Cortivo testified that the hypodermic needle tainted with insulin on the outside (but not inside) would have been dipped in insulin but not injected; injecting it through flesh would have wiped it clean. Evidence also showed that Sunny's hospital admission three weeks before her final coma showed she had ingested at least 73 aspirin tablets, a quantity that could only have been self-administered, and which indicated her state of mind.
Alan Dershowitz, in his book Taking the Stand, writes about Claus von Bülow's dinner party after he was found not guilty at his trial. Dershowitz replied to the invitation that he would not attend if it was a "victory party", and Bülow assured him it was only a dinner for "several interesting friends." Norman Mailer also attended the dinner where, among other things, Dershowitz explained why the evidence pointed to Bülow not having attempted to murder his wife. As Dershowitz recounted, Mailer grabbed the arm of his wife, Norris Church Mailer, and said: "Let's get out of here. I think this guy is innocent. I thought we were going to be having dinner with a man who actually tried to kill his wife. This is boring."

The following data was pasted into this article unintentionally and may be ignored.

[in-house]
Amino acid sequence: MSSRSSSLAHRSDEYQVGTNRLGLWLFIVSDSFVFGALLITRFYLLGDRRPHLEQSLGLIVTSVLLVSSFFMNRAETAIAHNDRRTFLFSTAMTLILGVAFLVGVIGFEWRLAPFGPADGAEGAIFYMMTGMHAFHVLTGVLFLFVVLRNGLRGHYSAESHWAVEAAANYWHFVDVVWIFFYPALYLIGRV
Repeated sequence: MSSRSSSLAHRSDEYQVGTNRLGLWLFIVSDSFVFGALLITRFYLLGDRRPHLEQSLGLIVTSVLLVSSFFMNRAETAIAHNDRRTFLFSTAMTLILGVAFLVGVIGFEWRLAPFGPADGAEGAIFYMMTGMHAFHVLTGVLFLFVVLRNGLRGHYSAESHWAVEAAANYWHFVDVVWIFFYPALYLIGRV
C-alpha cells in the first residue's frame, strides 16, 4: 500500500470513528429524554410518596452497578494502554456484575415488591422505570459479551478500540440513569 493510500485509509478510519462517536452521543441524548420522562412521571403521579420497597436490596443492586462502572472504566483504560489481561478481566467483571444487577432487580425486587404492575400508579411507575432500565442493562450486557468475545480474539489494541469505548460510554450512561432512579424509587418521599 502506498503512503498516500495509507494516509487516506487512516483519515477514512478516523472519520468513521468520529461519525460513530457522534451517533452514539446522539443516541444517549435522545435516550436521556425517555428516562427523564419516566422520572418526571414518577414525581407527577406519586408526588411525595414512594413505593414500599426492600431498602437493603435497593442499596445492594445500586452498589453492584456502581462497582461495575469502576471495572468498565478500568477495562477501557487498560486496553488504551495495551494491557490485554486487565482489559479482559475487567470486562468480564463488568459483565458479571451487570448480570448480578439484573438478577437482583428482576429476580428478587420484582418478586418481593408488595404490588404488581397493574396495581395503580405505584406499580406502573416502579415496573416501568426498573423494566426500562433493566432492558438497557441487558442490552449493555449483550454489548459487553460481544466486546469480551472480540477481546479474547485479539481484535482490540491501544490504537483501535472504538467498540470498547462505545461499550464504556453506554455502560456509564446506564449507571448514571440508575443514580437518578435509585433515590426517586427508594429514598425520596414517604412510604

socialite Claus von Bülow
Sunny von Bülow recovered quickly from the first coma she suffered during the Christmas holiday in 1979 ... Sunny fell into an irreversible coma during the following Christmas season ... The prosecutor ... [presented] his own 'true or false' offense: 'true or false -- Claus von Bülow administered ... insulin to his wife in an attempt to kill her on two separate occasions.' The jury [at the first trial] checked the 'true' box, convicting von Bülow of both crimes ... the Newport, Rhode Island, jury convict[ed] Claus von Bülow of twice attempting to murder his wife
the clerk asked the foreman of the jury 'On the charge that the defendant committed on December 27, 1979, the crime of assault with intent to murder, how do you find, guilty or not guilty?' Without pausing even for dramatic effect, the foreman responded, 'Not guilty.'